Sitting in the departure lounge of the international terminal this morning I was filled with a weird kind of nervous anticipation. I usually find these times waiting to board at airports the most boring, each minute seeming like an hour and nothing much changing on Facebook since you last checked it 3 minutes ago. Today was different. Pretty easy to understand why I guess. I had said my somewhat tearful goodbyes to the family only minutes before, I’d messed up using the fancy electronic gate thingo at customs (helps if you insert your passport into the scanner on the right page, dummy) so had to go over to the counter to get my passport scanned again and have the friendly border security man give me that ‘is this guy dodgy?’ look. Sigh.


So I find myself sitting wide-eyed and buzzing waiting for the call to board. There were plenty of others in the aforementioned zoned out state, reading, yawning, checking their phone or their watch but I couldn’t seem to keep still. I’m glad boarding was only delayed by 10mins or so.

This was my first time flying out of Coolangatta Airport (actually I think it’s called Gold Coast Airport but same same) so another thing to add to the list. This was also the longest flight by far I’ve been on, my international experiences limited a few skips across the ditch to NZ. A bit over 9 hrs to get to Tokyo direct so paying an extra 9 bucks for entertainment helped pass the time.


I arrived at Narita airport a little after 7pm local time to a light drizzle. First job is to find an ATM and get some Yen. For those that don’t know, it’s currently about 72 yen to the Aust dollar so denominations are a lot larger. I took 40,000Y out of the ATM which is about $550 thinking that should go close to the budget for the duration. Bit of whirring and the familiar electronic chimes of all things Japanese and out spits 4 notes. 4x 10,000Y notes. It’s gonna take me a bit to get this right in my head I think. The hilarity came later on when I bought a bottle of water at a Family Mart to break a note. The equivalent of buying a packet of chewing gum with a hundred. But I digress. Back to Narita. After a bit of to-ing and fro-ing and a little help from other Aussies looking for the same thing, I found the Japan Rail (JR) office to exchange my Japan Rail Pass voucher for the actual pass. This is a pretty good way to get around Japan, only available to tourists and allows you to use about 90% of all JR trains and buses including the Shinkansen or Bullet train. It’s about an hour on the Narita Express train to get into Tokyo, then from there taking two more trains on short journeys to get me to my bed for night 1. All sounded pretty simple right? Remember when I said the Japan Rail Pass looks after most trains? Yeah, well the last one was different. I needed to jump on the Tsukuba Express for my last little train ride to Asakusa and needed a ticket. The young guy at the little booth at the gates just shook his head at my JR Pass and pointed back upstairs. Now, as you all know, when you’re in airports or heavy touristy areas, information is displayed in several different languages. Japan is no different. Easy to follow what I needed and where to go when leaving the airport. Obviously, once you get into the real world, it’s time to figure it out the hard way. Hence the need to be be one of ‘those guys’ breaking a big bill on something small to get change. I made my way to the bank of ticket machines with not a single English translation in sight. Knowing how much the ticket was by the board above the machines, I started pressing buttons and with some blind luck, my little stub dropped out of the machine. Win.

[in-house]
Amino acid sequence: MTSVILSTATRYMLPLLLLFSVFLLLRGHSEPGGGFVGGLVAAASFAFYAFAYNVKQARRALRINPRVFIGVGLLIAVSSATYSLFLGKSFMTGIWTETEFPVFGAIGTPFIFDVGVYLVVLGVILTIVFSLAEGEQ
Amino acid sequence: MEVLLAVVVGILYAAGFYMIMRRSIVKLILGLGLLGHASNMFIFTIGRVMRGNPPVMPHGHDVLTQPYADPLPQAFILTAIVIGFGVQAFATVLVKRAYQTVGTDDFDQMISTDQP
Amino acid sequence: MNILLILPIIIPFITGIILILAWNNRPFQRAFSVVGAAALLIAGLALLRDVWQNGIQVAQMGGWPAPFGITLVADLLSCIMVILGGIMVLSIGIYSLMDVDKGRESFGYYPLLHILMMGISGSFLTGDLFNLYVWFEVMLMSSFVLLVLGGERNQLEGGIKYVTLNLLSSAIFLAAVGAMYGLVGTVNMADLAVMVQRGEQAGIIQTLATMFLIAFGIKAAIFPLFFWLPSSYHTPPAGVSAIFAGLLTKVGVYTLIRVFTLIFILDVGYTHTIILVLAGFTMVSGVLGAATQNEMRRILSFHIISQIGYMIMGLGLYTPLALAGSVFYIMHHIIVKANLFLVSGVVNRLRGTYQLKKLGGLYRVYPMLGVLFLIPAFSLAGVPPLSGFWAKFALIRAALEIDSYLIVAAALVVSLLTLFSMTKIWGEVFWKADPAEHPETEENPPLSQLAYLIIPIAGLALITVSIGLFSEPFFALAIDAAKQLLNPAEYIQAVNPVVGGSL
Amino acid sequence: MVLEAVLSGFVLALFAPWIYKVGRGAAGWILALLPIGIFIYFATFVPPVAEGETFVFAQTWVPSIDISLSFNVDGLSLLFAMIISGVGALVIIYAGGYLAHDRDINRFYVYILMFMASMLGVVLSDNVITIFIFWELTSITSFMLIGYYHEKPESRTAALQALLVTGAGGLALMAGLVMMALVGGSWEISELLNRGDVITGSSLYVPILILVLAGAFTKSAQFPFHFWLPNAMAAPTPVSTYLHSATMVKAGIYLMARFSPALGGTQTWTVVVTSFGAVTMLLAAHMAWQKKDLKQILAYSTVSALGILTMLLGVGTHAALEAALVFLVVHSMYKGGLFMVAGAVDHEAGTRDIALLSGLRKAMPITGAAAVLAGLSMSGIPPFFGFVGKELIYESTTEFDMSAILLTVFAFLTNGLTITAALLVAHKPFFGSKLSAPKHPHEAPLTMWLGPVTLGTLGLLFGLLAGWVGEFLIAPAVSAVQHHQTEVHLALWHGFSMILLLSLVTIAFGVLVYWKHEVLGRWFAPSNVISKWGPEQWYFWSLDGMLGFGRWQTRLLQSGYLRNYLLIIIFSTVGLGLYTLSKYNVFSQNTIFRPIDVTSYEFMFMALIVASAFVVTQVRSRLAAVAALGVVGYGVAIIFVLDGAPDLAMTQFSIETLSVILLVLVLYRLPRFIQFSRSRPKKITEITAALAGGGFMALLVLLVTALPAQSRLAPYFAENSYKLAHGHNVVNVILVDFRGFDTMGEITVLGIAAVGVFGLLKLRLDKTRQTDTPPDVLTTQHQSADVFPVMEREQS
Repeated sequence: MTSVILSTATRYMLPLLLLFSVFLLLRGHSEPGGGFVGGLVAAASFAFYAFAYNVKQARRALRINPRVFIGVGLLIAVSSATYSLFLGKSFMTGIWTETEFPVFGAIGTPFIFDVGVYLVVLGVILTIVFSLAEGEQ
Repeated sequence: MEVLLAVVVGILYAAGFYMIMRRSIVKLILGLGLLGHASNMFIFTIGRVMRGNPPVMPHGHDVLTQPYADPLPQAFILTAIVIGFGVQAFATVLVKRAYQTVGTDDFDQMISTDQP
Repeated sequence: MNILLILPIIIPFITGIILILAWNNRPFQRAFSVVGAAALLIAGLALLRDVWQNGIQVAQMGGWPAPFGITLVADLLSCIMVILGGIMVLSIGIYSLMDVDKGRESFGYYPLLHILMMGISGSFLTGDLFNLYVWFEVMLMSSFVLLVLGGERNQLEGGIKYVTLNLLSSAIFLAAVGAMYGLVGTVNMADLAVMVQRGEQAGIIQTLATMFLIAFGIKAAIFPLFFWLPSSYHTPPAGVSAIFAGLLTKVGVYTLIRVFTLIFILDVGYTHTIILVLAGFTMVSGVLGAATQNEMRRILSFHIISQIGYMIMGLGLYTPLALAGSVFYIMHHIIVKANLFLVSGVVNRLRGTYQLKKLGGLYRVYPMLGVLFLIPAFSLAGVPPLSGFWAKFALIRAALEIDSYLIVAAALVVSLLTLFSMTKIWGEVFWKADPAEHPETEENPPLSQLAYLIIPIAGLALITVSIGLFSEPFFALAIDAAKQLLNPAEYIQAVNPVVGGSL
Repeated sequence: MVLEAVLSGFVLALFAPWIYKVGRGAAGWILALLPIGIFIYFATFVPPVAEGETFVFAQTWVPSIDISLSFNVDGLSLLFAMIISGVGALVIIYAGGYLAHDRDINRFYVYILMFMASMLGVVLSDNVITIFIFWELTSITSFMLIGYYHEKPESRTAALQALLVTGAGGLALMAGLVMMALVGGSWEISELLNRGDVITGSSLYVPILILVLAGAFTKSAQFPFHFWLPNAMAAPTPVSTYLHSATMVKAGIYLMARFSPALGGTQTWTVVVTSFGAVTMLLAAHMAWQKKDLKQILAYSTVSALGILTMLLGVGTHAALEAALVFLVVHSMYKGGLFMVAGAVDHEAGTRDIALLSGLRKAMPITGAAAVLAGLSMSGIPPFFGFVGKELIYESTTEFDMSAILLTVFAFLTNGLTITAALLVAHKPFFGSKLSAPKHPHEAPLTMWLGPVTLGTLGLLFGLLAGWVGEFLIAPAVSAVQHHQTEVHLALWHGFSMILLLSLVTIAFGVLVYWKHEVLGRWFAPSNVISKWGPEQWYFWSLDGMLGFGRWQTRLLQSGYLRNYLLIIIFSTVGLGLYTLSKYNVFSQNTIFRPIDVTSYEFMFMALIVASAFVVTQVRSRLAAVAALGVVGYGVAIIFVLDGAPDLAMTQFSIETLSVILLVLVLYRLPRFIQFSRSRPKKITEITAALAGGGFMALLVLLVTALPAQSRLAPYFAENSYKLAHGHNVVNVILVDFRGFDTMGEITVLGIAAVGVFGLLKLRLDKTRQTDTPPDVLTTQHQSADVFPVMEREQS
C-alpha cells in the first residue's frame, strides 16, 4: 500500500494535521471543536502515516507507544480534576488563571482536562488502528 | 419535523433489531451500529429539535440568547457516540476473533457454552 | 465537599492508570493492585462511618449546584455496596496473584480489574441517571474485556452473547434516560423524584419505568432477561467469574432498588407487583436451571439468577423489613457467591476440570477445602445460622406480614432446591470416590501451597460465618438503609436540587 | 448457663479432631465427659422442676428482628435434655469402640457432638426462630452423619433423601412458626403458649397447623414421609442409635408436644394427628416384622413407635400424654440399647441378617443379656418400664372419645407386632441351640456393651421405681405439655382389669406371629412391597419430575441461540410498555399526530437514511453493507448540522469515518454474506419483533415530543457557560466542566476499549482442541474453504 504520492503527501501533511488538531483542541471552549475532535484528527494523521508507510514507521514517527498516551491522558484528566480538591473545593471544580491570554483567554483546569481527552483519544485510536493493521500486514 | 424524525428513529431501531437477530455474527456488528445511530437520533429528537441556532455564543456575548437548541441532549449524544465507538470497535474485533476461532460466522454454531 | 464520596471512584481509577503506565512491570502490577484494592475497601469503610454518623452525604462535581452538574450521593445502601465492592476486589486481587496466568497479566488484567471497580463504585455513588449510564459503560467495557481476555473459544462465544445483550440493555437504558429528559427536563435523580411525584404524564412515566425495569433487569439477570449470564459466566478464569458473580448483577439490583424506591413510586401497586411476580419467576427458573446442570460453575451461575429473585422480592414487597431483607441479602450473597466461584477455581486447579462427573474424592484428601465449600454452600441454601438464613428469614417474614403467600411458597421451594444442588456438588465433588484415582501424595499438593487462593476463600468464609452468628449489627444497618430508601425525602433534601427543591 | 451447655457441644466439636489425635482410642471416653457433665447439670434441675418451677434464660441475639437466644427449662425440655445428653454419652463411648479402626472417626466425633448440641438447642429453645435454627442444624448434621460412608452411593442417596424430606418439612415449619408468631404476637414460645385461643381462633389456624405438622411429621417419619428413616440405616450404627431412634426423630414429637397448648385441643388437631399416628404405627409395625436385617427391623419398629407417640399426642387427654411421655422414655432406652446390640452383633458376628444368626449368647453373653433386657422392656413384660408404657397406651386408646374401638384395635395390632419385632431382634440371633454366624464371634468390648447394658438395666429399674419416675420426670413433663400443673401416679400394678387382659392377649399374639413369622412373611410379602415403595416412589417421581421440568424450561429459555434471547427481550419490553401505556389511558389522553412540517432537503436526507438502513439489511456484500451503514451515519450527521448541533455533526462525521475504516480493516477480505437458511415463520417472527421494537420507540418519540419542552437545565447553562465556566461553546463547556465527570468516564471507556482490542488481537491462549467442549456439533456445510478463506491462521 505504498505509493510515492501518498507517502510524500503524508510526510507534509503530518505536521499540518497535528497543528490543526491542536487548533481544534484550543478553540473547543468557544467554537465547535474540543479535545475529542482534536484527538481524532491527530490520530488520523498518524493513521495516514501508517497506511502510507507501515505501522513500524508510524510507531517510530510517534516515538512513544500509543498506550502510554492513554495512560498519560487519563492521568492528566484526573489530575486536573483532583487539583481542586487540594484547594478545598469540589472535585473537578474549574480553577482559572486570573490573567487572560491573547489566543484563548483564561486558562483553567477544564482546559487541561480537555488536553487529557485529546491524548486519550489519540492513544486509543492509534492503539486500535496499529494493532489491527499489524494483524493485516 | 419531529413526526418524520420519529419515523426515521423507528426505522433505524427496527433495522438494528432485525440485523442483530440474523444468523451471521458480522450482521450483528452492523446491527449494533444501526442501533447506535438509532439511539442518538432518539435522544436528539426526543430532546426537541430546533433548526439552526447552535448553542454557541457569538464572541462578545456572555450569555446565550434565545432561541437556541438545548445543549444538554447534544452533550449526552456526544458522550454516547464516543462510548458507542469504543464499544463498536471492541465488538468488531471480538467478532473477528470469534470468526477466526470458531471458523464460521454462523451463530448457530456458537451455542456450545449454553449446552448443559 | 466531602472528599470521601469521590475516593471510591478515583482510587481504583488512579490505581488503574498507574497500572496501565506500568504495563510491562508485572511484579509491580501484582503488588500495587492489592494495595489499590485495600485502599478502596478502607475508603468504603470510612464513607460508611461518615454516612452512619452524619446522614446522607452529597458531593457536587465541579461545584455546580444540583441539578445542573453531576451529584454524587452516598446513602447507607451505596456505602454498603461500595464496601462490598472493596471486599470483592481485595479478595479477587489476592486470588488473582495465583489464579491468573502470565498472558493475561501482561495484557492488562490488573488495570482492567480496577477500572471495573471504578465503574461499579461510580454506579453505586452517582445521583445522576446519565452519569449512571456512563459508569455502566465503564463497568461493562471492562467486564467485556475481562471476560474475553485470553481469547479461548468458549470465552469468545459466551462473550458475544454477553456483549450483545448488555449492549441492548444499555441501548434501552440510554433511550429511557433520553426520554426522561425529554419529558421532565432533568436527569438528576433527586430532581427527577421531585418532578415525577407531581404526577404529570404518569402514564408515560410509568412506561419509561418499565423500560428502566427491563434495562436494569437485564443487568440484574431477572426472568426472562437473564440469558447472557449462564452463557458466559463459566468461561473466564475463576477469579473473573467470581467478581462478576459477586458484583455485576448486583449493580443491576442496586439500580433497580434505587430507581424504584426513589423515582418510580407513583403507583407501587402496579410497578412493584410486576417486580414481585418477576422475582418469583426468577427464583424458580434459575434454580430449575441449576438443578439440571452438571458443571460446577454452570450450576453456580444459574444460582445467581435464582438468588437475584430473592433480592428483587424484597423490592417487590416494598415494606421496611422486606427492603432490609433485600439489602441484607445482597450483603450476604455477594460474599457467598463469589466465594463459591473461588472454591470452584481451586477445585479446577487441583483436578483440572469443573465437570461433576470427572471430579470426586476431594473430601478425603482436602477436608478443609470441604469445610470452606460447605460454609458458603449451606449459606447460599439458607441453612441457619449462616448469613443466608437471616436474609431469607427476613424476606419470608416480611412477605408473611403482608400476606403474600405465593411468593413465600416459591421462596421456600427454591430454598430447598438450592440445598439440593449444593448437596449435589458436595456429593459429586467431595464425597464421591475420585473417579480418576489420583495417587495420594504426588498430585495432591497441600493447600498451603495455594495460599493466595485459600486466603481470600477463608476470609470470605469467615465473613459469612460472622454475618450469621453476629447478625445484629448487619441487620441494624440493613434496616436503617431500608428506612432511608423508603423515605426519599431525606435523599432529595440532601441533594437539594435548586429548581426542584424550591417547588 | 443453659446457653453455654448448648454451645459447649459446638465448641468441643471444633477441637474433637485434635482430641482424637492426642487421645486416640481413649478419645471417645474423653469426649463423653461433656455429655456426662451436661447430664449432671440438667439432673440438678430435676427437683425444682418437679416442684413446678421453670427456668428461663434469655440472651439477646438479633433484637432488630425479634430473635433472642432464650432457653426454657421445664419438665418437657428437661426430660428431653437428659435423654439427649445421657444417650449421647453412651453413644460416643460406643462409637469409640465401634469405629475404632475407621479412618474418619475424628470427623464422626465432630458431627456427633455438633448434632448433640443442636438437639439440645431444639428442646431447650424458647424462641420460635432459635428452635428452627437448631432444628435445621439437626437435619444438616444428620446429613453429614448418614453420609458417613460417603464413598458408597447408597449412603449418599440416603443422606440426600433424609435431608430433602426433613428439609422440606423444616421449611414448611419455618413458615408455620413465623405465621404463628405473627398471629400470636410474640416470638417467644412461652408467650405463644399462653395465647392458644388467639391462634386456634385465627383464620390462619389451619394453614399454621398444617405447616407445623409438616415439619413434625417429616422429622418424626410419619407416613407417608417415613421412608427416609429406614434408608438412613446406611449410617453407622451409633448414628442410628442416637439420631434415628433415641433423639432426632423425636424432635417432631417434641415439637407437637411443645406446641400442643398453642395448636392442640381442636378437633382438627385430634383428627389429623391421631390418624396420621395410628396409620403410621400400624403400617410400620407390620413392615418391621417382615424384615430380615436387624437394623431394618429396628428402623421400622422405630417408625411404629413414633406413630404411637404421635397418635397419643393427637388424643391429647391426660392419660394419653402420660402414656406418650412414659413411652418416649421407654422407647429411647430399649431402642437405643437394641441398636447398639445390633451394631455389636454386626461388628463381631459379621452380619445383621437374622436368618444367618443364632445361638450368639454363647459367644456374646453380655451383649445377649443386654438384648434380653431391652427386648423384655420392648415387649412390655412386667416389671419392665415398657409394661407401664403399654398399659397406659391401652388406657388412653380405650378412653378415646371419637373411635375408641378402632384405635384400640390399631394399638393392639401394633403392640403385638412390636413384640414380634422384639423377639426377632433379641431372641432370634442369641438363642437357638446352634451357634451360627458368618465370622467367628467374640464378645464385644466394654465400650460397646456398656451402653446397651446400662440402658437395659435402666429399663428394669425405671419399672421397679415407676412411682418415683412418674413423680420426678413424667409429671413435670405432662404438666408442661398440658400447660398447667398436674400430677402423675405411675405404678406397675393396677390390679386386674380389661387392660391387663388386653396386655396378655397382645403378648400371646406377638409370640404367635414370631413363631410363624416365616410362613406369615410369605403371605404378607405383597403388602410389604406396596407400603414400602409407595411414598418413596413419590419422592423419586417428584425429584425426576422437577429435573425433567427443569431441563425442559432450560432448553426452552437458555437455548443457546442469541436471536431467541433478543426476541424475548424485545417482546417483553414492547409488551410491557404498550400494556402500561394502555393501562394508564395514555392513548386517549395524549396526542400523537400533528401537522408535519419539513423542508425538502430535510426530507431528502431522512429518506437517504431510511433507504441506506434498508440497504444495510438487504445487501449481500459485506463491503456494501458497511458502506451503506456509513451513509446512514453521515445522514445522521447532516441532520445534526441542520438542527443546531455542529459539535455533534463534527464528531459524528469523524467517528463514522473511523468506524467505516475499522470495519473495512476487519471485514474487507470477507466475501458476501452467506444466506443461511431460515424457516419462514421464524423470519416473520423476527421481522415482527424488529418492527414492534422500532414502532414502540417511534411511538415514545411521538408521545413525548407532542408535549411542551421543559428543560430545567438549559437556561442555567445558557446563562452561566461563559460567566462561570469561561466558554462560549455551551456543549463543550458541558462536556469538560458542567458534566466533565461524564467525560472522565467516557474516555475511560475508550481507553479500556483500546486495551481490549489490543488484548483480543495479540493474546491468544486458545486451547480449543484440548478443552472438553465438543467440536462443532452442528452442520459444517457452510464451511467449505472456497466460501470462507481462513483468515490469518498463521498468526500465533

I’m now kicking back in my little capsule at the Khaosan Tokyo Samurai Hostel struggling to stay awake. I’ll tell you more about my capsule next time.


Today’s Top Tip – if you’re ever flying on a Boeing 787-8 with Jetstar (and quite possibly all the others using this same plane) seats 44 D,E and F are the go if you want the legroom without the extra cost. Row 44 is an exit row but only the 3 seats on the left and 3 on the right are classed as exit row seats (which they charge for). I was in 44D and its directly behind the bulkhead in the middle of the plane and I’ve easily got half a metre from my knees to the bulkhead. Nice.


the path to discovery…….

So if you’re reading this it means I have captured your attention long enough in my first post to pique your interest in this adventure I’ve decided to embark on. Well done to you and well done to me.

So let’s move on. As you might have guessed from the map, my trip this time will take me across 20 or so borders exploring the largest land mass on the planet, Eurasia. As the name suggests this is the conglomeration of Europe and Asia which stretches from Siberia in the East through to Portugal in the West. Technically it includes all the islands surrounding as well like Japan and the United Kingdom but for all intents and purposes let’s just say it’s all the bits you can ride a bike on.

Eurasia covers around 55,000,000 square kilometres (21,000,000 sq mi), or around 36% of the Earth’s total land area and approximately 70% of the world’s population live there. It is bordered by the Pacific Ocean to the east, the Atlantic Ocean to the west, the Arctic Ocean to the north, and by Africa, the Mediterranean Sea, and the Indian Ocean to the south.